What I love about the Guvernment—and what is often taken for granted—is that it’s the most salient institution for music in this city, known for attracting international DJ talent that defined an era of club culture, DJs like Deep Dish, Paul Oakenfold, and Carl Cox. On Saturday night, recently-reunited San Francisco duo Gabriel & Dresden were booked alongside Main Room mainstay Mike Oliver. I’m betting this was no mistake; it all contributes to the humming of anticipation for the continual crowning of Guv 2.0. It really feels like a last big push for the true end, or re-invention rather, of the ’90s rave culture, where concept thinking, not concept dressing, is key, and the sole act of participating is enough to create that sense of collective cultural belonging that weaved ravers together originally. It’s not about being low rent anymore, it’s all about high art.
Photograph by Jason Yee
The line-up for Chroma is stretching around the block outside, and a crowd is forming in front of the connecting corridor from the Main Room. With a 600-person capacity, the new 3,000-square-foot room features two full bars, one that stretches almost the length of the entire room itself, and a DJ booth that looks like an elevated pod designed to put visions of spaceships in your head. It’s surrounded by billowing LED screens controlled by its own “video DJ” on the opposite side of the room, elevated in a corner high above the bar, doused in fog (that liquid nitrogen special effect). This would explain all the references to “futuristic” this and that, and why the Guv is calling it a “DiscoTech.” There’s a VIP/bottle service area, but, in a surprisingly smart, perhaps unintentional, move, it’s unnoticeable from the dance floor, hidden in a corner of Chroma that looks a bit like a planetarium would, featuring a screen displaying twinkling stars.
I regret to have to make this tiny connection, but after a while (or when you’re so sober all you’re doing is looking around) the Chroma space starts to feel eerily like a mash-up of imagery from Lady Gaga’s “Bad Romance” video. Its bartenders, clad in pink neon bob wigs and skin-tight white bodysuits (and variations thereof), morph into an army of femme fatales (or possibly a troupe of back-up dancers), especially when paired with those peculiar, yet trendy, futurisms. (And I’m saying this as someone who isn’t much of a Gaga fan and has probably only sat through that entire video three times, once just now to confirm this sneaking suspicion.)
Suddenly, screams come rushing in, and before I know it, the place is filling up faster than Union Station at rush hour. I often like to follow along with that the lack of a (still-dying) “dress to impress” code means: younger dudes in polos and plaid, girls in nothing but mini-dresses and tube tops, or barely-there skirts and too-high heels that result in that stumbling back-and-forth dance. (When the weather feels like -15 degrees, as it did on Saturday night, you can always count on the resilient Canadian girl to rock the bare leg like it’s no one’s business.) There are also a few standouts: there’s a boy wearing a blazer with jewellery dripping off protruding, padded shoulders (yes, like Lady Gaga), a woman in fur jacket with a platinum wig to match, an LED shirt that pulses with the music. One of the servers, or maybe it’s just a sheer act of coincidence, is rocking a pink tutu. Every form of glow-jewellery is present, including foam lightsabers that flash all the colours of a Skittles bag—and all given away for free by women dressed like 21st century Barbarellas to match the bartenders. Makes sense, since there’s also a guy in a Stormtrooper mask to match the poster hanging on one of the walls for Chroma’s next intergalactic bash (depicting two troopers holding a lifeless, life-like mannequin hostage). It’s not that no one knows how to dress, but rather that no one seems to care what that means—go at your own pace, stay within your own comfort levels. Despite Chroma’s stylized quest to appeal to the savvy, the last thing anyone cares about is having actual style.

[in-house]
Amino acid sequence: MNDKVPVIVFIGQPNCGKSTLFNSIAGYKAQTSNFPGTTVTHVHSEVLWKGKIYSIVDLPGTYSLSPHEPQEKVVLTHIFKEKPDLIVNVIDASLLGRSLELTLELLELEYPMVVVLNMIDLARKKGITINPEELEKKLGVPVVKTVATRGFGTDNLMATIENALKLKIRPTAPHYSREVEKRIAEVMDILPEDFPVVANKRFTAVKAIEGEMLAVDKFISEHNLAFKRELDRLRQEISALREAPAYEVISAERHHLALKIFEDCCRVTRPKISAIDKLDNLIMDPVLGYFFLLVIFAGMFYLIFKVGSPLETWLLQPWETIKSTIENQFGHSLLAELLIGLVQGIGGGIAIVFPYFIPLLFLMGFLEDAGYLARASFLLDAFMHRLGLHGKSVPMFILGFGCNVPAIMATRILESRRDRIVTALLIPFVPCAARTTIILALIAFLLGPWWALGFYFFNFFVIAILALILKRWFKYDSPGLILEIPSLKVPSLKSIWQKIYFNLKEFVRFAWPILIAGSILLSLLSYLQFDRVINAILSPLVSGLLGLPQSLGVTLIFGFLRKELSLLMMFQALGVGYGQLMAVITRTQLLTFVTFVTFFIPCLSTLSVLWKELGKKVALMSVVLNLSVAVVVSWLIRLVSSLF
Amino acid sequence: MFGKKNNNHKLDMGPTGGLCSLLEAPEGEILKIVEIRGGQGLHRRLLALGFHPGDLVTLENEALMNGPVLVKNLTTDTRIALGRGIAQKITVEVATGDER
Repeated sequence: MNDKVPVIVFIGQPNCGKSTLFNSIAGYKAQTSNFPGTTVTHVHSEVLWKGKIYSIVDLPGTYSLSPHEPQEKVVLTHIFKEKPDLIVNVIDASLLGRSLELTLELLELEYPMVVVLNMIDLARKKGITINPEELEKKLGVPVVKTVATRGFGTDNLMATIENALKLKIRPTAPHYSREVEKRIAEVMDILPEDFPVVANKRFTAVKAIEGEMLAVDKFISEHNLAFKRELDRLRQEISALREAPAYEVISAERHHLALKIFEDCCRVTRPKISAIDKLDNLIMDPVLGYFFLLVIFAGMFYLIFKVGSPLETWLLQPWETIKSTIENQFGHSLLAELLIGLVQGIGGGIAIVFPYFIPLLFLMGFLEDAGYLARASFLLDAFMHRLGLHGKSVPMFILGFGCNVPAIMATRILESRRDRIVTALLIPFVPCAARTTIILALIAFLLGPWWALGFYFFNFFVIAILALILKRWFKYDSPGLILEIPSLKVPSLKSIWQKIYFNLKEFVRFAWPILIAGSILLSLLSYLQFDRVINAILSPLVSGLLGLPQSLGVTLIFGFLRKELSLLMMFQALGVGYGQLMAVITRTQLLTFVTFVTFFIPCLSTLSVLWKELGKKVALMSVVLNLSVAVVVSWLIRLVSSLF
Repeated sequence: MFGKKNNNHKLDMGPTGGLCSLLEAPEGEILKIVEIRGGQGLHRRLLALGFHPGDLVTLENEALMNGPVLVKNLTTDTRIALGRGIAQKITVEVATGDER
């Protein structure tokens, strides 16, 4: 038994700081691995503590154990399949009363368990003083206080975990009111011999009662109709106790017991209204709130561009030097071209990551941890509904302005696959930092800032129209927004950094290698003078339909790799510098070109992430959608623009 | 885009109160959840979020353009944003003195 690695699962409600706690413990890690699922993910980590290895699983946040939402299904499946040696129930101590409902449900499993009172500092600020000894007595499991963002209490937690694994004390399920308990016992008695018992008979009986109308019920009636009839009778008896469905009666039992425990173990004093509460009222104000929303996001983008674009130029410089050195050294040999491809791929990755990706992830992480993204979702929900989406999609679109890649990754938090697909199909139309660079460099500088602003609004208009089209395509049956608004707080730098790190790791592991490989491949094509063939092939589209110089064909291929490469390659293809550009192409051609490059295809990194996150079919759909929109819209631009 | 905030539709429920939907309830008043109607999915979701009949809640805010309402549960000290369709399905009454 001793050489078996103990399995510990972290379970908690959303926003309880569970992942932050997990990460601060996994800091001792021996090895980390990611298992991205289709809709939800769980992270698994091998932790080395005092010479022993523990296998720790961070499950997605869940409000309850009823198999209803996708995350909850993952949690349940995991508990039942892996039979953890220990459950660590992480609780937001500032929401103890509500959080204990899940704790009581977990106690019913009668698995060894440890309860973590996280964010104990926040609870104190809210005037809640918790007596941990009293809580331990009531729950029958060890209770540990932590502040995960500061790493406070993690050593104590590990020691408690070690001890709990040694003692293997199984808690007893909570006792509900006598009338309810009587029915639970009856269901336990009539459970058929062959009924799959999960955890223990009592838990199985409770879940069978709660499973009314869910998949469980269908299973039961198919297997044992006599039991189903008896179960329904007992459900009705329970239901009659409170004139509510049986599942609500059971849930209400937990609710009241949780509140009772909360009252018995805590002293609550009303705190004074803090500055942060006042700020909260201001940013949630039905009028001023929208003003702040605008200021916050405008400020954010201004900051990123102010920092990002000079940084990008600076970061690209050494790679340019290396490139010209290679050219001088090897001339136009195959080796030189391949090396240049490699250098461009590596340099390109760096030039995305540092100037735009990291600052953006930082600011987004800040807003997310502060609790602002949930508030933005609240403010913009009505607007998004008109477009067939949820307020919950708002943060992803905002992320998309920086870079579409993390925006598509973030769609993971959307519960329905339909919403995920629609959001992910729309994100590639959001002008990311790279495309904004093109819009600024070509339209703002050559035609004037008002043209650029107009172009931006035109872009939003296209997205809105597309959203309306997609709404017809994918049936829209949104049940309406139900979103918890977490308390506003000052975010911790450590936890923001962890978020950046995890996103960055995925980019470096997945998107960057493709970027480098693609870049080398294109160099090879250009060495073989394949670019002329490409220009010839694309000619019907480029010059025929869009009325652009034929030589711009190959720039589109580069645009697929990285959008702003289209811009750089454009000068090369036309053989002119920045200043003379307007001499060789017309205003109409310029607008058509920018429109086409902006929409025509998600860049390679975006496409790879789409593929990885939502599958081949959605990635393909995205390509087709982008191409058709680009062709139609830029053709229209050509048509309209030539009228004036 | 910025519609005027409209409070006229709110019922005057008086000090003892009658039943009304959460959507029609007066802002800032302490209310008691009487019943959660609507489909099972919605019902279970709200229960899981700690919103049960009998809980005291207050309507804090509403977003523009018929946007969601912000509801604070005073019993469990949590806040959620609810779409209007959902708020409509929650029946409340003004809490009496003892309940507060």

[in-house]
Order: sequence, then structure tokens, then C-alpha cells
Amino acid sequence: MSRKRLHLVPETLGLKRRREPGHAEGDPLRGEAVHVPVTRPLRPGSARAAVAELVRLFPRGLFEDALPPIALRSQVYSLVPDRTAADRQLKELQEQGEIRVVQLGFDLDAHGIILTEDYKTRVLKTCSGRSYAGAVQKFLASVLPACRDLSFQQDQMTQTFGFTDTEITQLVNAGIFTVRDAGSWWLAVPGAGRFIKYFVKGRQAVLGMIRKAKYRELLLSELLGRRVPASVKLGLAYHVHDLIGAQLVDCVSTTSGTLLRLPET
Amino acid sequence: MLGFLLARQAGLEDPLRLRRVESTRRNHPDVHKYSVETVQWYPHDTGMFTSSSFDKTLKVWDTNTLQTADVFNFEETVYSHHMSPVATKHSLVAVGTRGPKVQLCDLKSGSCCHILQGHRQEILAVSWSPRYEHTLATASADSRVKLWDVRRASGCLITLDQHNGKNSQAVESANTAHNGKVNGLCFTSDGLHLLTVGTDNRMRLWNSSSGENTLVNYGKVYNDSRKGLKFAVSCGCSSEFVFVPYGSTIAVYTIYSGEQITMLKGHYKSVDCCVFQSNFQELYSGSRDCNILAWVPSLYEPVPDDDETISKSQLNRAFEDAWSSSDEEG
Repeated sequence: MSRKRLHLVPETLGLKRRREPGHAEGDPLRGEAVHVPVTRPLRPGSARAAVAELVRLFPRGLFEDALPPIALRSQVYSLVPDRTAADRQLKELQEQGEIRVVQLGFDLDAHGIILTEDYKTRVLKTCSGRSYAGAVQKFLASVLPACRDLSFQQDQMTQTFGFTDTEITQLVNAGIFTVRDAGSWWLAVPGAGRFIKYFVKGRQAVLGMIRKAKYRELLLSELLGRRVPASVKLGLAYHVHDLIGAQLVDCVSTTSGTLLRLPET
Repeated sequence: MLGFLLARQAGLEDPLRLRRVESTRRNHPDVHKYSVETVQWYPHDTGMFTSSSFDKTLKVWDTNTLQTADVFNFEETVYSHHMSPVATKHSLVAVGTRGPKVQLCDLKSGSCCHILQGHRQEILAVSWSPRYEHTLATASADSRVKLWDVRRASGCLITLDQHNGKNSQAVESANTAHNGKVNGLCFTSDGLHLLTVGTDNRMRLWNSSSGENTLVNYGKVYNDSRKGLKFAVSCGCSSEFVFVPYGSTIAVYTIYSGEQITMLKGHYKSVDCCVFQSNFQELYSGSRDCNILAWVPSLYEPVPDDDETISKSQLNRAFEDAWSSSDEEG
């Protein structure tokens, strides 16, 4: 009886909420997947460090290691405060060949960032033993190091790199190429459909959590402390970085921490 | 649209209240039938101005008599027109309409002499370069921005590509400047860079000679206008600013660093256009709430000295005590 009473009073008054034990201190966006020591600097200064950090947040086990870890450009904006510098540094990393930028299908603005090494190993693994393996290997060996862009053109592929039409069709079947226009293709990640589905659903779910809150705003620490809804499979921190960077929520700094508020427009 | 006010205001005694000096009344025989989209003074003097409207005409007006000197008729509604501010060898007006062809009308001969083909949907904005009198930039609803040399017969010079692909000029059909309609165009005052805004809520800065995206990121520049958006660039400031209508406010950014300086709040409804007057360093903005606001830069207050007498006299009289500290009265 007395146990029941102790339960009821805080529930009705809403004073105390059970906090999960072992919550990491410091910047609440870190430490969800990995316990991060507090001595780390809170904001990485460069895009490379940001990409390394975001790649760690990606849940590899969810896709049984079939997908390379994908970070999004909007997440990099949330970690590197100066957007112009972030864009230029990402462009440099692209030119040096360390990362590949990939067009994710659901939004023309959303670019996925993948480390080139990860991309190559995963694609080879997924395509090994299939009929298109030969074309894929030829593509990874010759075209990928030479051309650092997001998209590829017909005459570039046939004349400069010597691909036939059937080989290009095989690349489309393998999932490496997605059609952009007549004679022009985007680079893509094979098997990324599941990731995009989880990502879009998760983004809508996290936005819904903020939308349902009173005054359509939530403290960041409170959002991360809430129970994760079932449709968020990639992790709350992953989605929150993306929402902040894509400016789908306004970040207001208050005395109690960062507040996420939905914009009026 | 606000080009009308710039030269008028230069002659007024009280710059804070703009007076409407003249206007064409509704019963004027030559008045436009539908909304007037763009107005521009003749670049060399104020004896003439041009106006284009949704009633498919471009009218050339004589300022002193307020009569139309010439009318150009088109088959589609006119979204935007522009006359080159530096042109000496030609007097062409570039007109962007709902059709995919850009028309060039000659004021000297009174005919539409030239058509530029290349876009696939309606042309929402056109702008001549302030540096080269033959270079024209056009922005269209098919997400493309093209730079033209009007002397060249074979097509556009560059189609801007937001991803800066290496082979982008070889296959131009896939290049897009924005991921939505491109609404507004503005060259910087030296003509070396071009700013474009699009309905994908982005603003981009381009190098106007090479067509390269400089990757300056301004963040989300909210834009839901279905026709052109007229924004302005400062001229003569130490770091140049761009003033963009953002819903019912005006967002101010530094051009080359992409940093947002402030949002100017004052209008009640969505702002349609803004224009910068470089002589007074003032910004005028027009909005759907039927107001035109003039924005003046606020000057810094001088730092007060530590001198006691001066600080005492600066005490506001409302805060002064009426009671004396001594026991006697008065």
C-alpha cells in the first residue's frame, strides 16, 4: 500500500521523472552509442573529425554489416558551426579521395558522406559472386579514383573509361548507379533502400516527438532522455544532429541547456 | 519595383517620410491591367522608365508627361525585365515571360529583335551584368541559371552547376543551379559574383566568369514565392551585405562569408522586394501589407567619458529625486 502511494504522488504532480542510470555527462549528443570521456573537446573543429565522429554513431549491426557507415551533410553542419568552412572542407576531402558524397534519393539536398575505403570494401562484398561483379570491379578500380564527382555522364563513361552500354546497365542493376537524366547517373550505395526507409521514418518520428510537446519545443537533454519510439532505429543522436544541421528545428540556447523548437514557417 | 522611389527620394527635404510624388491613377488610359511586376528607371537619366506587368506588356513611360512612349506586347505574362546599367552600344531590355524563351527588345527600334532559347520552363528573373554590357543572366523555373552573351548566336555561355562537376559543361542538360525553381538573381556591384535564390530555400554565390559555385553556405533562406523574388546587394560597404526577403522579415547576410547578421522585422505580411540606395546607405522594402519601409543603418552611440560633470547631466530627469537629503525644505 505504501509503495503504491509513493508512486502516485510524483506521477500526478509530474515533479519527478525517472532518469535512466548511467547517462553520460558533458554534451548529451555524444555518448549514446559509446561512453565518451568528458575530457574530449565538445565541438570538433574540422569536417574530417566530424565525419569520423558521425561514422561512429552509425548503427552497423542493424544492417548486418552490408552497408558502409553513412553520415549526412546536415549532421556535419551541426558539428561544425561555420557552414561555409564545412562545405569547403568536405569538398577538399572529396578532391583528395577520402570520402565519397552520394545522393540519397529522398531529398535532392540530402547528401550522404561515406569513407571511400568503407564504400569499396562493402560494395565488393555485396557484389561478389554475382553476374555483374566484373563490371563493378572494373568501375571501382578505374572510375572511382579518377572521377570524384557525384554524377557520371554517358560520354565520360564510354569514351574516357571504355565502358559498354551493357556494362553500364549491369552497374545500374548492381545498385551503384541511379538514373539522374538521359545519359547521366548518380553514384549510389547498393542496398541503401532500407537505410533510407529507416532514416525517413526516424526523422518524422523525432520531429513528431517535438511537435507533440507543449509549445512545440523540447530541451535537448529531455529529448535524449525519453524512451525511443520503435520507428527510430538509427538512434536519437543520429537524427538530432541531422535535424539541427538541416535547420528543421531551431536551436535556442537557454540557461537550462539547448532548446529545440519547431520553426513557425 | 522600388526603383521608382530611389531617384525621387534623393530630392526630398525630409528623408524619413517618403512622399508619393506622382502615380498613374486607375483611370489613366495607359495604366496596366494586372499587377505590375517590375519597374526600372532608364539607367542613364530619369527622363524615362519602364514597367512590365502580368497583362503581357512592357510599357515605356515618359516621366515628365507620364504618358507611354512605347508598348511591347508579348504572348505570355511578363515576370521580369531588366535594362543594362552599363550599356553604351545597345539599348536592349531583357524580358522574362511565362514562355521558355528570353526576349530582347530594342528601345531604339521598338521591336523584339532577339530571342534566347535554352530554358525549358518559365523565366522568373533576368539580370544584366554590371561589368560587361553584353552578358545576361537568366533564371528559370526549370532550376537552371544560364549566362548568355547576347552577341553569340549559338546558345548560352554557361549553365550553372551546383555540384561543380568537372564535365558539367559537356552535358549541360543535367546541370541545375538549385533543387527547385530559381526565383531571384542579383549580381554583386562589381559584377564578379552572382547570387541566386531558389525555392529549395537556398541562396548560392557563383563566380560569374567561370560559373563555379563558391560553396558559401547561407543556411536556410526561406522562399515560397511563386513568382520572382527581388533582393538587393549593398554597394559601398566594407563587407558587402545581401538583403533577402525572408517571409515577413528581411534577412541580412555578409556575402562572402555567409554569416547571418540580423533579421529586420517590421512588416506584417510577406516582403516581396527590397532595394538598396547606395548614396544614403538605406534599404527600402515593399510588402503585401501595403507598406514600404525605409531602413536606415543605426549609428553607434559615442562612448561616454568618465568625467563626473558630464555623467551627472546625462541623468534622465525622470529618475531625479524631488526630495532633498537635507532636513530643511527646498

Photograph by Paul Aguirre-Livingston
While the Guverment continues to evolve, there will still be remnants of its former self to comfort the not-yet-converted or discourage the true gloss-seekers: the bathrooms, for example, look like they haven’t been touched since 1996. The tunnels and mazes that connect the rooms are dark and constricting as usual, a charm I personally appreciate because the other side of these open to reveal bigger, airy spaces that assault the visual senses with a rush of “grandeur.” Ultimately, though, these tiny, as-yet-untouched details may end up making the space feel disjointed from any sort of “elevation” of the Complex as a whole. (Of course, I suspect, maybe hope, that these corridors will also face renovation, probably paneled with white and lit from underneath the surface, glowing so that patrons feel like they’re walking along the inside of a halo or through last year’s Powerball gala.)
But, as the excitement builds, the layers come off. It’s due, in part, to the Guv’s new resident DJ and the first to spin in the new Chroma space, Mike Toast, who does a good job of parading out his miscellaneous blend of dubstep, house (so new, barely old), and “mash-up club anthems.” Within an hour, we hear a mix of Jay-Z and Kanye’s “N*ggas in Paris” and a dubstep synthesis of Nirvana’s “Smells Like Teen Spirit.” It’s a rainbow of colours and sounds. Walking back through the Main Room, people are still dancing on speakers, the strobes so intense you might have a seizure; you can’t hear anything or see anyone. If you’re looking for Toronto’s last great clubbing experience without pretense, if not guest list, then Guvernment is the place. I leave the Chroma experience reminded of a beloved song from Kelis’ last album: “Welcome to the 22nd century / Everybody’s dancin’ / ’Cause we are the stars, we are the stars.” Indeed, as Mike Toast drops the confetti at 12:30 a.m., everybody’s dancing. And in the future, that’s what will ultimately matter.
Let Chroma make a believer out of you when Benny Benassi plays The Guvernment on Sunday, February 19.